MLB Hot Stove has been subject to some sizzling controversy the past two off-seasons for the dilution of both AAV (average annual value) and years on each impending deal. The largest contract signed last offseason was that of baseball’s premiere sluggers J.D. Martinez who hits for impeccable contact, walks at a very high rate and has towering, monstrous power as he now abuses Fenway’s aptly named “Green Monster.” He signed for $22 million a year, on a five year deal, with an opt-out. That was during Spring Training. If this was 5 years ago, he’d probably have received somewhere in the ballpark of 7 years, $200 million (or $28,500,000). That’s only a fraction of what he ultimately received after a monster campaign split between the Tigers and the Diamondbacks. That and the contract signed by former Royals first baseman Eric Hosmer (Padres, 8 year-$144 million) were seemingly outliers in a once-baseball common place.
After Alex Rodriguez left the Mariners for a then-record $252 million contract, baseball’s free agency handouts skyrocketed. Players ranging from Hall of Fame greatness such as Albert Pujols to mediocre Homer Bailey were rewarded with an eye-popping amount of money. So much so, that this year two 26 year old phenoms, arguably the greatest statistical closer of all-time (MLB record 1.91 ERA with a minimum of 500 IP), and a former Cy Young Award winner hit the market expecting a lot of money and are still left jobless at the beginning of Spring.
In the case of former Braves/Padres/Red Sox closer Craig Kimbrel, he has had a stellar career but the 7x All-Star is coming off of arguably the worst season of his career and faltered in the postseason for the now-World Champion Boston Red Sox (6.24 ERA in a 10.1 inning postseason sample size). He’s also 30, and his velocity has gradually declined with age. A team will obviously be more than eager to take a flyer on him, but not for the money that he’s demanding. For Manny Machado and Bryce Harper, they’re demanding long-term, $250+ million deals and quite frankly, neither are worth the asking price.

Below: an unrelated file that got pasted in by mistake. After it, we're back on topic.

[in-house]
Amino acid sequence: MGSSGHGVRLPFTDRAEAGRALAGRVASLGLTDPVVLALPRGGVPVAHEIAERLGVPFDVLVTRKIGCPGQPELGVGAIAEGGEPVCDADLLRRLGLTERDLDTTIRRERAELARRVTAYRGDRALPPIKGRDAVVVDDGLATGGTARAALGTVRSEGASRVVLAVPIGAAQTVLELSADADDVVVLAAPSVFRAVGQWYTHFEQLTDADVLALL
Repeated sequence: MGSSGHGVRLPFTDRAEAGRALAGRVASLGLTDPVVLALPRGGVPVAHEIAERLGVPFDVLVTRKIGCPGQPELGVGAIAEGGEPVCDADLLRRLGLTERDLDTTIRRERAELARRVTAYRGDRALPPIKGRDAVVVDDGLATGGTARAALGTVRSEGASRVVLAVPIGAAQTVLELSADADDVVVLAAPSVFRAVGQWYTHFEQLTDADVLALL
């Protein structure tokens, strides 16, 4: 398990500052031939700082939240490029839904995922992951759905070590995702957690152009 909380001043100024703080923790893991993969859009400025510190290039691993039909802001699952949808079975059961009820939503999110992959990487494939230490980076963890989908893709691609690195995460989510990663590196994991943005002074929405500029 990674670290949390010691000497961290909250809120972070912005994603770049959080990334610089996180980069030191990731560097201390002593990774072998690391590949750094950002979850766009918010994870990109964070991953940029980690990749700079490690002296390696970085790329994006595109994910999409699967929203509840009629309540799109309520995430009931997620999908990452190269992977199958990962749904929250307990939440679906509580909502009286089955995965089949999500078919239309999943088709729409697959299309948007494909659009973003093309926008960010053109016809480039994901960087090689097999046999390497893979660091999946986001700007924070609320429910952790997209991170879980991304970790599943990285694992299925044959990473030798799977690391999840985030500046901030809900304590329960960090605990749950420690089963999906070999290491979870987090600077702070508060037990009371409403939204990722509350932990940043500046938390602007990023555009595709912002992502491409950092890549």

While yes, both are exceptional athletes, they’re both very poorly rated defenders at the position they intend to play. Machado is an elite third baseman, but doesn’t have enough range to play its counterpart at shortstop. Harper is deemed best fit to be a designated hitter. Harper has raw power and an astounding command of the strikezone, but isn’t a top 3 outfielder in the game with the bat (Trout, Betts and Judge). Both have underlying issues as one could argue that Bryce is injury prone. He’s reached 150 games only a mere two times in seven years of MLB service. As for “Mannywood,” he has a history of on field antics and brawls, as well as disrespecting the sport. This past postseason, he tried to break Jesus Aguilar’s ankle, went to the media and said he doesn’t hustle, and then thought he had sent a baseball to the moon like it was Neil Armstrong only for it not even to reach the Dodger Stadium warning track. He settled for a single on something that should’ve been an easy extra-base hit in the game’s championship round. I, for one, wouldn’t want that on my team for the next 10 years.
It’s not only them, but individuals such as ace Dallas Keuchel, utility specialist Marwin Gonzalez, Josh Harrison, Mike Moustakas and Adam Jones. So many ballplayers are watching Spring Training from the outside looking in that players around the game have commented on it.
Sean Doolittle has mentioned it in passing in his tweets, while former MVP Justin Verlander was blunt in an interview that the system is flawed and that there’s no reason for these players to be available.
3-time All-Star Evan Longoria (who, ironically, is massively overpaid) posted on Instagram that “fans should want the best produuct on the field for their team” and ripped into owners for not giving it to them. That’s simply not the case at this point. Yes, a lot of teams are tanking, but the Rays won 90 games (after being under .500 in 2018) by trading away their big name, overpriced talent. Ironically, the most notable name on the list was Evan Longoria.